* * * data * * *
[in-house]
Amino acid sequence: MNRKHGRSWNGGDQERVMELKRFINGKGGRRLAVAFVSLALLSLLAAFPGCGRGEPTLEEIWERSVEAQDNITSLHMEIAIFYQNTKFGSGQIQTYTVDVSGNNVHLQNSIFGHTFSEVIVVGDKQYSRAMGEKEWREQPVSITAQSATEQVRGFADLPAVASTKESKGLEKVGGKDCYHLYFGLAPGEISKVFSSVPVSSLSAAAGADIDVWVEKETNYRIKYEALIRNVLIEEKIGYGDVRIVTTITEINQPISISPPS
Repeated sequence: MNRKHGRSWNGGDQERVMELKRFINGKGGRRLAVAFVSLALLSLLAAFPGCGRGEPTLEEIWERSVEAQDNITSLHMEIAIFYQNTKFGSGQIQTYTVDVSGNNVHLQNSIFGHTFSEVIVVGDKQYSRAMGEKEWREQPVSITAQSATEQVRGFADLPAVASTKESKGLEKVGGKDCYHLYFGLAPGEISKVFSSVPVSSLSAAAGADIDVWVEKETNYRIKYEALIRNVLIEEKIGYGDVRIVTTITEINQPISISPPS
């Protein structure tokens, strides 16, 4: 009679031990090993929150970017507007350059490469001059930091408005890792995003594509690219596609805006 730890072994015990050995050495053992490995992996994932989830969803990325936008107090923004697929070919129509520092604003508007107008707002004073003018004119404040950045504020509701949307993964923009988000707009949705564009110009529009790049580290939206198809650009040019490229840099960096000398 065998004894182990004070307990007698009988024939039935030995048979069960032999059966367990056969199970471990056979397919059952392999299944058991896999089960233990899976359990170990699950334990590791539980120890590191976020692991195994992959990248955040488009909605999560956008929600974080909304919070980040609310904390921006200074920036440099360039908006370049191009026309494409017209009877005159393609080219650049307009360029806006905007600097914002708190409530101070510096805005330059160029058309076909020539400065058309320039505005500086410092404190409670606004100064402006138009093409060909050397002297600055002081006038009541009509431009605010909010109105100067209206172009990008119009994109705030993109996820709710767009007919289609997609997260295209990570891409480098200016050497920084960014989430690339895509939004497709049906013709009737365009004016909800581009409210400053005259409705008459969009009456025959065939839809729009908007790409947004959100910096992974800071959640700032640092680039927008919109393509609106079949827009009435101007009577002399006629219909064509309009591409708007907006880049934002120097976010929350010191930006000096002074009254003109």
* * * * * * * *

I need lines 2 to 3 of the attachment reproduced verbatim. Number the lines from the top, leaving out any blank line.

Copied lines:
Amino acid sequence: MNRKHGRSWNGGDQERVMELKRFINGKGGRRLAVAFVSLALLSLLAAFPGCGRGEPTLEEIWERSVEAQDNITSLHMEIAIFYQNTKFGSGQIQTYTVDVSGNNVHLQNSIFGHTFSEVIVVGDKQYSRAMGEKEWREQPVSITAQSATEQVRGFADLPAVASTKESKGLEKVGGKDCYHLYFGLAPGEISKVFSSVPVSSLSAAAGADIDVWVEKETNYRIKYEALIRNVLIEEKIGYGDVRIVTTITEINQPISISPPS
Repeated sequence: MNRKHGRSWNGGDQERVMELKRFINGKGGRRLAVAFVSLALLSLLAAFPGCGRGEPTLEEIWERSVEAQDNITSLHMEIAIFYQNTKFGSGQIQTYTVDVSGNNVHLQNSIFGHTFSEVIVVGDKQYSRAMGEKEWREQPVSITAQSATEQVRGFADLPAVASTKESKGLEKVGGKDCYHLYFGLAPGEISKVFSSVPVSSLSAAAGADIDVWVEKETNYRIKYEALIRNVLIEEKIGYGDVRIVTTITEINQPISISPPS